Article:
Daily D – 2 Corinthians 16:7
But as for you, be strong and courageous, for your work will be rewarded. 2 CORINTHIANS 16:7 (NLT)
A good friend called yesterday. He is working with a group in a unique situation and wanted coaching on some ideas he was pondering about how to work with them. It was a nice interruption to a really bad day.
A psychological trigger is a stimulus like a sight, a sound, or a smell that triggers feelings of trauma, especially in abuse victims or those with Post Traumatic Stress Disorder (PTSD). I do not suffer from PTSD. Yesterday, however, someone flipped a switch in me that led me down a rabbit hole of bad emotions. I was pretty well paralyzed for a while. It took hours for me to regain composure.
I am proud to say the sun is shining again today. Well, it is still dark at the moment, but it is shining somewhere. And it will shine here soon. It is already shining in my heart. What’s that old song?
There is sunshine in my soul today,
More glorious and bright
Than glows in any earthly sky,
For Jesus is my light.
(Sunshine in My Soul, Hewitt and Sweeney, Baptist Hymnal 1956)
When you find your thoughts and feelings discarded in the dumps and wonder how they got there, do a proper assessment. The 4 Helpful Lists from Tom Paterson (patersoncenter.com) come in handy:
- What’s right?
- What’s wrong?
- What’s missing?
- What’s confused?
Assessing things yesterday led to reminders of the proper engagement of lead measures even though some of the lag measures have not yet turned out according to plan. Necessary adjustments were identified. Plans were made. Steps were taken.
King Asa stepped up to the throne at a challenging time. The years after the reigns of David and Solomon were up and down and about to move into a long season of even greater ups and downs. When Asa assumed the throne, he took the right lead measures. The early returns were promising. Victories were achieved.
In the celebration after a series of wins, “the Spirit of God came upon Azariah son of Oded, and he went out to meet King Asa as he was returning from the battle,” (vv. 1, 2). It is wise when we are winning to remember that setbacks and failure are always possible. We have never been promised that what came up roses will not also grow thorns and attract insects.
God said through Azariah, “The LORD will stay with you as long as you stay with him! Whenever you seek him, you will find him. But if you abandon him, he will abandon you,” (v. 2). Winning results follow winning actions. The ultimate win is knowing and experiencing God no matter the outcome.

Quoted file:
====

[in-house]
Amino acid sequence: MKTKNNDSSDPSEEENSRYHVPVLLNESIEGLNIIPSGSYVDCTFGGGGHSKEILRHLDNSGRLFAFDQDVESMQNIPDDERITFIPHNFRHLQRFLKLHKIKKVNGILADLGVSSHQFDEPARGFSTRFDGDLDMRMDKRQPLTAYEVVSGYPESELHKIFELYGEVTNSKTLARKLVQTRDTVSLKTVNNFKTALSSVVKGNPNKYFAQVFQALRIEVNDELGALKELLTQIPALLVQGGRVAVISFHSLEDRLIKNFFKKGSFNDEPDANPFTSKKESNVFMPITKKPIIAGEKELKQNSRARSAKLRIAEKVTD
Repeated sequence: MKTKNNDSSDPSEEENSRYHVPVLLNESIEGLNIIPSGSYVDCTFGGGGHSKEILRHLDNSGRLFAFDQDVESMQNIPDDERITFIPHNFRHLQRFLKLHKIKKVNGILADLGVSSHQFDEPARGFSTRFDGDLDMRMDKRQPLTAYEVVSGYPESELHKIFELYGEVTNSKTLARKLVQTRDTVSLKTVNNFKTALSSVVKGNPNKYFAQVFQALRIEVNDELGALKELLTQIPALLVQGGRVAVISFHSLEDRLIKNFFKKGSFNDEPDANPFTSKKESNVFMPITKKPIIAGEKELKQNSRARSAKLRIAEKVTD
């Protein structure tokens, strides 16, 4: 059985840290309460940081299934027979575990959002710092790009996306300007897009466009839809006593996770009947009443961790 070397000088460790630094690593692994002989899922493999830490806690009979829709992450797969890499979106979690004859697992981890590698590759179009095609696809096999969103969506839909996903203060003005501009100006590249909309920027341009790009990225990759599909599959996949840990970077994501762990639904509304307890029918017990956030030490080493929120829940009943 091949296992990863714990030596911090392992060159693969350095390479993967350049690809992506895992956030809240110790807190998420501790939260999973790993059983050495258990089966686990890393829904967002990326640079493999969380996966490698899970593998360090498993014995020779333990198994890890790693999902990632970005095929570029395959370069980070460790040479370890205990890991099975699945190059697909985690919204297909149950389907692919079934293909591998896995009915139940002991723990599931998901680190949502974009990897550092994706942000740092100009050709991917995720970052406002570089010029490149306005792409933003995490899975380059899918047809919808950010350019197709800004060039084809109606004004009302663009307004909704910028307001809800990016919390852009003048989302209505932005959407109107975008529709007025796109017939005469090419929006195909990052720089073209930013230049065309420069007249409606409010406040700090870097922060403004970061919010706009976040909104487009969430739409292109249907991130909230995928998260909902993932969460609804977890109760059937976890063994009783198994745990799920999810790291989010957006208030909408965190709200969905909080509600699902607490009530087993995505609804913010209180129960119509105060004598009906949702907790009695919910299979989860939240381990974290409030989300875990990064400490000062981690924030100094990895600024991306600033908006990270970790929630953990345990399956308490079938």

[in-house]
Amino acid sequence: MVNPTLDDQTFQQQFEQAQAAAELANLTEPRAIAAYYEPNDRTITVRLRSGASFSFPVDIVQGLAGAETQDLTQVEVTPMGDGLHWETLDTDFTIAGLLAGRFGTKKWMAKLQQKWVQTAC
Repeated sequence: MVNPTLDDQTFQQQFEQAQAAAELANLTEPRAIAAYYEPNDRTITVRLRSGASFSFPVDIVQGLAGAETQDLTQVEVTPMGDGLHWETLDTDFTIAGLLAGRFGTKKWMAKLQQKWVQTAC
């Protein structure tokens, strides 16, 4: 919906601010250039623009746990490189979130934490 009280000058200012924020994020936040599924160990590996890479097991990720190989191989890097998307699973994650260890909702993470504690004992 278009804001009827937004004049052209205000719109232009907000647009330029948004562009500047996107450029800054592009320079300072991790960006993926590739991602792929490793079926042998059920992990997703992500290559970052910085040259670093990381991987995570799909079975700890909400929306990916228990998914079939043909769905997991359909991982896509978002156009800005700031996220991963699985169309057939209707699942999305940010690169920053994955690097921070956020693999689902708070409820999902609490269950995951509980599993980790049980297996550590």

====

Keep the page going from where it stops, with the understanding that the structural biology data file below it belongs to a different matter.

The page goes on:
God told King Asa and the people to keep doing the right thing the right way for the right reason in the right timing and he would provide the right results. He had a final commendation for the king, and for us: “But as for you, be strong and courageous, for your work will be rewarded,” (v. 7).
How many times does God tell people to be strong and courageous in the pages of the Bible? More than you can count. What he said to Asa, he said to Moses, to Joshua, to David, to Solomon, and the list goes on and on. If you are listening, really listening, he is saying it to you as well.
- When things are not going the way you thought they would or should, assess. Start with the 4 Helpful Lists.
- Think through your strategy steps. If the outcomes are not what you planned, is something wrong with the steps, or is it too early to accurately assess the outcome?
- Keep doing the right things the right way for the right reason in the right timing and leave the results to God.
- Be strong and courageous. Your work will be rewarded.
I will engage the right lead measures and trust God with the results.
Our Father, the temptation to assess ultimate outcomes before the ultimate endgame is ever and always with us. You answer our prayers not according to what we see, but according to where you are leading. When we do the right thing the right way for the right reason in the right timing and do not get the immediate results we want, we will trust you for a bigger plan and a better result than we can imagine. You are in charge here. Your desires are better than ours. Your purpose will prevail. Thank you for that beautiful sunshine for gloomy days. Amen.
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Ruth 1:20, 21 “Don’t call me Naomi. Call me Mara,” she answered, “for the Almighty has made me very bitter. I went away full, but the LORD has brought me back empty. Why do you call me Naomi, since the LORD has opposed me, and the Almighty has afflicted me?” (CSB)